Clinical Pharmacokinetics

, Volume 30, Issue 6, pp 403–415

Clinical Pharmacokinetics of Newer Antiepileptic Drugs

Lamotrigine, Vigabatrin, Gabapentin and Oxcarbazepine
  • Robert D. Cary Elwes
  • Colin D. Binnie
Review Article Drug Disposition

DOI: 10.2165/00003088-199630060-00001

Cite this article as:
Elwes, R.D.C. & Binnie, C.D. Clin-Pharmacokinet (1996) 30: 403. doi:10.2165/00003088-199630060-00001
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Summary

The clinical pharmacokinetics of the 4 antiepileptic drugs lamotrigine, vigabatrin, gabapentin and oxcarbazepine have been reviewed in this paper. All the drugs have linear kinetics and reliable absorption, although the saturation of transport across the gut may occur at high doses with gabapentin. All the drugs can be conveniently given as a twice daily dosage apart from gabapentin, which has a short half-life and a midday dose is needed.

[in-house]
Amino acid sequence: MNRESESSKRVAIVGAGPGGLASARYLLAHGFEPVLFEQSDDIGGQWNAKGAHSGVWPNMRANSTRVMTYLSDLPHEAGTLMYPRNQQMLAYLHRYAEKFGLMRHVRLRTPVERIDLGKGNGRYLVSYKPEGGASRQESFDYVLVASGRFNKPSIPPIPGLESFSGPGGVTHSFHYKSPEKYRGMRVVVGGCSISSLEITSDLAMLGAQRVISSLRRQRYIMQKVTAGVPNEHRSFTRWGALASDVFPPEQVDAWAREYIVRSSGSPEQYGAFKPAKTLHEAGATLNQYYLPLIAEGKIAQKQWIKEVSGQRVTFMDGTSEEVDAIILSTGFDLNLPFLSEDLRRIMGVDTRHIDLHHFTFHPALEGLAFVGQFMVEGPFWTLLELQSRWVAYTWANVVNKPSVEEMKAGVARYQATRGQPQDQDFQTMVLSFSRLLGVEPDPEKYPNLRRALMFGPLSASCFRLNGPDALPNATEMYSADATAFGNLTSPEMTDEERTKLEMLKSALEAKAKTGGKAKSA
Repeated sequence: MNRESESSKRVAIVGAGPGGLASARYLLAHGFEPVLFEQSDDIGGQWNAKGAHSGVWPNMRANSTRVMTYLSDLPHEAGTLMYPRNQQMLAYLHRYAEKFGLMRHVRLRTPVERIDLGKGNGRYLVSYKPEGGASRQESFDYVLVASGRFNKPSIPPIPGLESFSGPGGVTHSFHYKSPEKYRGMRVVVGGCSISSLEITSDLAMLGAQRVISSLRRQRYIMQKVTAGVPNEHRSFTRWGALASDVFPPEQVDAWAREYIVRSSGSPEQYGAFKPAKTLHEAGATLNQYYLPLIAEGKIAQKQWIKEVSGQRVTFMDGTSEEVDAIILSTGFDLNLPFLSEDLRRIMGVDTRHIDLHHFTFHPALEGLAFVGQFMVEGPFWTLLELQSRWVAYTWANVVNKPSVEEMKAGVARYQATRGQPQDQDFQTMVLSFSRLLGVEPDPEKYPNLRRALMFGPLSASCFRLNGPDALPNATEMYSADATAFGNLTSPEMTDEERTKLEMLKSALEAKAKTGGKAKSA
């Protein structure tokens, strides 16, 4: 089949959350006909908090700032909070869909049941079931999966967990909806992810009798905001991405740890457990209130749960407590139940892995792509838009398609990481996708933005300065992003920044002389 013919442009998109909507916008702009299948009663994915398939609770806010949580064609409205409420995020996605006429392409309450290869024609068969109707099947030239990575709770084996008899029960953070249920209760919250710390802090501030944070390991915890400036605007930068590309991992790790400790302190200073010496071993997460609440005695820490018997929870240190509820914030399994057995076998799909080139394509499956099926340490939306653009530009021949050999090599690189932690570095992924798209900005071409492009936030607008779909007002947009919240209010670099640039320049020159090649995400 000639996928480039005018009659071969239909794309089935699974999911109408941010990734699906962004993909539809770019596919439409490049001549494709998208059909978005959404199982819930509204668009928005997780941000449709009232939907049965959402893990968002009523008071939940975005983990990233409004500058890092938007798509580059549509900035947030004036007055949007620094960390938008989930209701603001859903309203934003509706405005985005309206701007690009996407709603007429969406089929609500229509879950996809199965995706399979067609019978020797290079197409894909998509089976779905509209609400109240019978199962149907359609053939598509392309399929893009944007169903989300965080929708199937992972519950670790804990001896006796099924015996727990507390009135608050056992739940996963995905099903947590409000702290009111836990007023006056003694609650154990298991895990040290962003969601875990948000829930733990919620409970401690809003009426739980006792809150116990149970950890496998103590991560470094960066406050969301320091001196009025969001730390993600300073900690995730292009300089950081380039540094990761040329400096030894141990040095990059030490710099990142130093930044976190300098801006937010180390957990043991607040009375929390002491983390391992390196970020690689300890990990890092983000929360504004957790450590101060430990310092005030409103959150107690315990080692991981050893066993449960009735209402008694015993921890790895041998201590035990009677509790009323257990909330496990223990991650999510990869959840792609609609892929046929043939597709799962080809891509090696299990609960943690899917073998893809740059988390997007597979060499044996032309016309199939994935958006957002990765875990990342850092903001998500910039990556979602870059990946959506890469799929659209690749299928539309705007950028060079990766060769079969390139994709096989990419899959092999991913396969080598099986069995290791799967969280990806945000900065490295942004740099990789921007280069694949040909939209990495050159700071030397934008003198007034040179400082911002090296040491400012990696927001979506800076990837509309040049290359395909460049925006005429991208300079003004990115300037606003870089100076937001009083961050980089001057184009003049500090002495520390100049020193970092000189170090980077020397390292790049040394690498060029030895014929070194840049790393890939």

Unlike may of the older drugs, lamotrigine, vigabatrin and gabapentin have a predominantly renal excretion and are not metabolised through the cytochrome P450 system. They do not induce their own metabolism or that of other commonly used anticonvulsants. Similarly, clinically important interactions with other major classes of drugs metabolised this way, such as anticoagulants or steroid hormones, do not occur. Oxcarbazepine, however, can cause oral contraceptive pill failure. Oxcarbazepine is immediately metabolised to a hydroxy metabolite and could be considered a prodrug. It appears to have fewer pharmacokinetic interactions than carbamazepine. Valproic acid (sodium valproate) inhibits the glucuronidation of lamotrigine and increases its half-life; when used together, dosage modification of lamotrigine is needed to avoid toxicity.

Copyright information

© Adis International Limited 1996

Authors and Affiliations

  • Robert D. Cary Elwes
    • 1
  • Colin D. Binnie
    • 1
  1. 1.Institute of EpileptologyKing’s College HospitalLondonEngland
  2. 2.Department of Clinical NeurophysiologyMaudsley HospitalLondonEngland